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Surfing Alone: How More Time Online Cuts Into Everything Else

According to new report on online usage trends, we're giving up more time—and a lot of real-world activities, like in-person communication—when we spend our time surfing the web. Is that a good or bad thing?

According to new report on online usage trends, we’re giving up more time—and a lot of real-world activities, like in-person communication—when we spend our time surfing the web. Is that a good or bad thing?

Here’s a quandary for the internet age: As our devices connect us to more people than ever, we’re way less connected to all of the people and activities we could be spending time on instead.

A new study shows just how much we’re losing out on opportunities to work, socialize, and otherwise interact with the world around us. The Tech Policy Institute’s Scott Wallsten has analyzed information from the American Time Use Survey (ATUS) from 2003 through 2011, which looks at online usage. His results, released in a recent working paper by the National Bureau of Economic Research, disclosed some interesting facts.

Offline leisure loses out: Wallsten found that ATUS respondents were spending more time online from year to year—and he was able to determine what they were simultaneously doing less of. Each 10 minutes spent online corresponded to less offline leisure time (2.9 minutes), less time working (2.7 minutes, or 3.75 minutes for those in their 30s), and less time for self-care (1.2 minutes). Breaking these numbers down further showed smaller costs to some activities—less in-office socializing, sleep, or personal reflection time—that could have larger ramifications later. As Simone Foxman of Quartz notes regarding the study, “Computer leisure still comprises a mere 13 minutes of the five hours of leisure time the average American has in the day. Even so, this computer time has a notable impact, eating into things like sleep, work, travel, and household chores.”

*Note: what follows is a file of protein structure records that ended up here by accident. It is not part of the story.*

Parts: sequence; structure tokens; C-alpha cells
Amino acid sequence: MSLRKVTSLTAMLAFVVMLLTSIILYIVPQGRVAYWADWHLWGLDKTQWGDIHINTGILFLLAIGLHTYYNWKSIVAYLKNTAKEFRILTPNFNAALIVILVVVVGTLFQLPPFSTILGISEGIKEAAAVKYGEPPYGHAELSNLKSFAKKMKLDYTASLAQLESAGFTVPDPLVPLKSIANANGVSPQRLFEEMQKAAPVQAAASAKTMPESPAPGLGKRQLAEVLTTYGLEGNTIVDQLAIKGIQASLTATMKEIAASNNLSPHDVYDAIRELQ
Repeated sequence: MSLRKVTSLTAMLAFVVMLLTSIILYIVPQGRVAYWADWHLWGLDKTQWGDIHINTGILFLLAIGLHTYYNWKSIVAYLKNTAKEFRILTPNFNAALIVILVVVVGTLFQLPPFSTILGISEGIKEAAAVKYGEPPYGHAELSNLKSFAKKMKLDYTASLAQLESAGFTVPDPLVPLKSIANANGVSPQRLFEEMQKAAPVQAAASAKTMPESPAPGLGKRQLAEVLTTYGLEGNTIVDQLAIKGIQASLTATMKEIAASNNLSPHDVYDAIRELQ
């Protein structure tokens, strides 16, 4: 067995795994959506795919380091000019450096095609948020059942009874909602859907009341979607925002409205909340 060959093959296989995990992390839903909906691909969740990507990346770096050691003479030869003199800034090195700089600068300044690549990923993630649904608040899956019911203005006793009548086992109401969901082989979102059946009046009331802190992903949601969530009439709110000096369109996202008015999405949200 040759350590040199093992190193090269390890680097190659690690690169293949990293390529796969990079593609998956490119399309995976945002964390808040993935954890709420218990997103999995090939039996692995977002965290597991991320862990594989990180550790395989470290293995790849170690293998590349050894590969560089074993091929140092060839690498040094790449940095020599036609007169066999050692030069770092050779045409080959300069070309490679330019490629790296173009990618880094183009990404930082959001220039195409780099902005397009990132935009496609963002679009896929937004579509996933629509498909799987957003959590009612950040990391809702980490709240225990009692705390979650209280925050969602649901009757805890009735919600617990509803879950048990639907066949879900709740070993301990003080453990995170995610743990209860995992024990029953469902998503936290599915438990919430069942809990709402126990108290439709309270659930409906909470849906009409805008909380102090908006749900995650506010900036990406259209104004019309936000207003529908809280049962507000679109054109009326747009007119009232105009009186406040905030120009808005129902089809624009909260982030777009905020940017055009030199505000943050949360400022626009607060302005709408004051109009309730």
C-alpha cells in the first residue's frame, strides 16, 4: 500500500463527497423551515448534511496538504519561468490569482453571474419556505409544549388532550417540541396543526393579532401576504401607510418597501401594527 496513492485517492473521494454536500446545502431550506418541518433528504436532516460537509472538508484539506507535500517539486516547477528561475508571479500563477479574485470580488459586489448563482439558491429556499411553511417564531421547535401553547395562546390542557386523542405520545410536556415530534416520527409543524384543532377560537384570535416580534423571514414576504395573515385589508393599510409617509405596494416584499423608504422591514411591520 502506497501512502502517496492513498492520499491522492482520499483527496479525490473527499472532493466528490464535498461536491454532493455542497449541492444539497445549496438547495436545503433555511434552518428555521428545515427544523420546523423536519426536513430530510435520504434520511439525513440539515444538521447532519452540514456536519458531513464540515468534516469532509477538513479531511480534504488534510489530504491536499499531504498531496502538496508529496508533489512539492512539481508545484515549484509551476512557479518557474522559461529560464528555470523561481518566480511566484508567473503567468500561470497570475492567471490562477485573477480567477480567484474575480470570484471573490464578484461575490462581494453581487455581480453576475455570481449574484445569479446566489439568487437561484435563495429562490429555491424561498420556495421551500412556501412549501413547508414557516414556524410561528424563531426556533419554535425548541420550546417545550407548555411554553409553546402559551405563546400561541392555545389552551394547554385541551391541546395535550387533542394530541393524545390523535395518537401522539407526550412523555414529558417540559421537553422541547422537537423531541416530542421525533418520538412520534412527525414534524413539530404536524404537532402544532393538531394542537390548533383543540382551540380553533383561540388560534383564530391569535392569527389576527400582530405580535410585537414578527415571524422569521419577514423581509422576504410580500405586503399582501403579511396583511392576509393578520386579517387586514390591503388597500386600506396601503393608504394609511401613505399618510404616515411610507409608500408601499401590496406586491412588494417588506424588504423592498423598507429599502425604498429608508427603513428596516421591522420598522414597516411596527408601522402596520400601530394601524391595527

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Why this matters: For associations, this trend could be something to keep a close eye on. Why’s that? Along with the rise in computing time, the study found a significant decline in time spent on in-person socializing over the eight-year period. From 2003 to 2011, the average person spent less time on social activities, including attending parties and cultural events, as well as various forms of education. “In short, these results based on ATUS data suggest that a cost of online activity is less time spent with other people,” Wallsten writes—a red flag for associations, where in-person networking and collaboration are critical parts of their value to members. On the other hand, The Washington Post‘s Caitlin Dewey offers a good counterpoint: “[W]hile Wallsten concludes, rather forebodingly, that ‘a cost of online activity is less time spent with other people,’ that fails to account for the zillion social connections that people form, and nurture, online.” And many of those online connections are being facilitated by associations, although the survey suggests that it may be worth considering ways to reinvigorate those connections beyond the computer.

How do you find online usage affects the rest of your life? Tell us your thoughts in the comments below.

(Hemera/Thinkstock)

Ernie Smith

By Ernie Smith

Ernie Smith is the social media journalist for Associations Now, a former newspaper guy, and a man who is dangerous when armed with a good pun. MORE

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